• 10

    water, plants, animals and a person as the biological, social and managing

    human being, and creating culture, fields, buildings, transport, all that in

    the whole and in a mutual connection it creates the landscape. In such

    meaning the landscape is the term which just makes up in our

    consciousness. BOGDANOWSKI (1992) perceives the landscape as ...the

    physiognomy of the surface of the earth, being elements synthesis of nature

    and the activity of a man. It is a classical presentation which gave

    foundations to further considerations carried out in the areas of interests

    of Polish landscape architects.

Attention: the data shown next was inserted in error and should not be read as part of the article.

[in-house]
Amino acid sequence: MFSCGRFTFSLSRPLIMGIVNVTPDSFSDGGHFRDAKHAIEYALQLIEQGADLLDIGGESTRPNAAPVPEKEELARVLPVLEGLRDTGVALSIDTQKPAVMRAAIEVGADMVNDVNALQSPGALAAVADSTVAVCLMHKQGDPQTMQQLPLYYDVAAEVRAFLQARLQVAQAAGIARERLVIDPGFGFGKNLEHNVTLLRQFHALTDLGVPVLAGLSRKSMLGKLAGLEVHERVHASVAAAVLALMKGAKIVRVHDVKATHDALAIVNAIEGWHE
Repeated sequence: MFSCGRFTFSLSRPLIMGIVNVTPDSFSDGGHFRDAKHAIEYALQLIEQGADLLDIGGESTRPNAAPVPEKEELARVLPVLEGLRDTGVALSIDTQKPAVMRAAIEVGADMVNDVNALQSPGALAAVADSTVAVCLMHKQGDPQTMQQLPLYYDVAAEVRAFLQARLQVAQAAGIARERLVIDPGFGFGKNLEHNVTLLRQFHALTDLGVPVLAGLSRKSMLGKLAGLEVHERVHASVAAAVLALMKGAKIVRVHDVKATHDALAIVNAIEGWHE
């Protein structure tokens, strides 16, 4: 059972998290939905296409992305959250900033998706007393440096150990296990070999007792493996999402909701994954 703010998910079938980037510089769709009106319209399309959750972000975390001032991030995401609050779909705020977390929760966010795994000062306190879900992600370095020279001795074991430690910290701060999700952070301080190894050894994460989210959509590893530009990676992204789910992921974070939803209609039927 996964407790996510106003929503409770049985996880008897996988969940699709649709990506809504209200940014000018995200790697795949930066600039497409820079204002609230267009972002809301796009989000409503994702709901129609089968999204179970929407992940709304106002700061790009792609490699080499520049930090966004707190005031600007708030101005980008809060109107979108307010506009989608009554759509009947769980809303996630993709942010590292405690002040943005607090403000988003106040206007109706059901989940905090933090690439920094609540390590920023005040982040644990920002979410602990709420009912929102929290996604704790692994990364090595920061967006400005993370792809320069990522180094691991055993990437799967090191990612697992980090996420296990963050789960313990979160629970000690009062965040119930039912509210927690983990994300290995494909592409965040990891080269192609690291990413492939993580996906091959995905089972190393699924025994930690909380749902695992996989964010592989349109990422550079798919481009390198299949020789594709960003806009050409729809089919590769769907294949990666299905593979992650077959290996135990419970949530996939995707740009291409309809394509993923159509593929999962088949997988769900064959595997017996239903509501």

BOGDANOWSKI (1992) and MEEKES (1995) hold a view that three

    kinds of the landscape in our times are distinguished:

    - the primeval landscape where did not happen any visible cultural

    transformations but dominate natural factors and natural order e.g. the

    landscape of the Tatra mountain ranges or forests with a wilderness

    character e.g. the Biaowiea forest;

    - the natural landscape, where are already visible influences of a man

    activity, but without actions permanently transforming it e.g. the landscape

    of riparian forests;

    - the landscape called a cultural one, which gets its form as a result

    of adaptive actions and suitably to changes it can have different variants.

    Next, these kinds manifest themselves in the form of harmoniousness,

    where the full compatibility of contributing elements, disharmony where

    the various degree of contr